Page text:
Star Entertainment may have violated criminal law, as well as corporate and gambling law, with its controversial “bypass” program to use China UnionPay cards for gambling.
On her second day of final submissions to the Bell Inquiry, Naomi Sharp SC said the operator broke the law every time she swiped China UnionPay cards in her hotel lobby and made the funds available for games of chance. They can account for around 2,000 violations of the casino control law.
It may also have breached anti-fraud laws when its executives sent “misleading and misleading” emails to lender National Australia Bank.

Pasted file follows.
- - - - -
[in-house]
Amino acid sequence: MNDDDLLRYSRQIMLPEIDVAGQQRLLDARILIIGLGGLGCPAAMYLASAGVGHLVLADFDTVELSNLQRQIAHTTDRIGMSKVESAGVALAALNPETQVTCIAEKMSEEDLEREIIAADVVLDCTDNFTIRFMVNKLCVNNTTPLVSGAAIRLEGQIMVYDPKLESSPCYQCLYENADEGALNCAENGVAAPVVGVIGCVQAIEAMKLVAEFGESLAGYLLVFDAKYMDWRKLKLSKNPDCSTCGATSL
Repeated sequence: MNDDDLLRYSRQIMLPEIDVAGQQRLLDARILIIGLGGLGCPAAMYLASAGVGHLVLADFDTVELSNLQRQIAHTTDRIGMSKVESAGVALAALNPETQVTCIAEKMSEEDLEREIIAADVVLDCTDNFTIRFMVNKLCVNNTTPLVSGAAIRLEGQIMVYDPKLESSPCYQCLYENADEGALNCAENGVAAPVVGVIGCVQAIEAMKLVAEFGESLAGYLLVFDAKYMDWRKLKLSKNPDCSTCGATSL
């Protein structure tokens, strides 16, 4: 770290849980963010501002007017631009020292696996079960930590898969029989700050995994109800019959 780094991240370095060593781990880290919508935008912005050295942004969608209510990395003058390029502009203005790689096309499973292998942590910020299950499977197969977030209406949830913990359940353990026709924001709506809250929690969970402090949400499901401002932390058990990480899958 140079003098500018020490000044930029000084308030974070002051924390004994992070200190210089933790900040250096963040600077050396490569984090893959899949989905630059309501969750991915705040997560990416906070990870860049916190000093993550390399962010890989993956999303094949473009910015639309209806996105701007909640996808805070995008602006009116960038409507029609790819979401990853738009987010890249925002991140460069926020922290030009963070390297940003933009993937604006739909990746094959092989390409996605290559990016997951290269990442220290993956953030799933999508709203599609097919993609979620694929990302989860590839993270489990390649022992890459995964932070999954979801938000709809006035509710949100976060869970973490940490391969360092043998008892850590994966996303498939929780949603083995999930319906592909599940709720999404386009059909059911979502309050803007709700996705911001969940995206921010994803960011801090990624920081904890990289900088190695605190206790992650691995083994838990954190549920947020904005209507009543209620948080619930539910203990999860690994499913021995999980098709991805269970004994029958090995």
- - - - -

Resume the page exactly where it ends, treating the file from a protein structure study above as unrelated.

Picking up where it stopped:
The investigation heard that Star allegedly processed nearly 2,000 transactions by 1,300 VIP players through CUP from 2012. In total, around $900 million was put on the cards.
On Tuesday, Sharp recommended that the investigation conclude that Star was unfit to hold its license for Star Sydney Casino due to the company’s numerous governance failures.
Much of the investigation focused on Star’s international VIP activities, which allegedly placed profit above its corporate and regulatory responsibilities.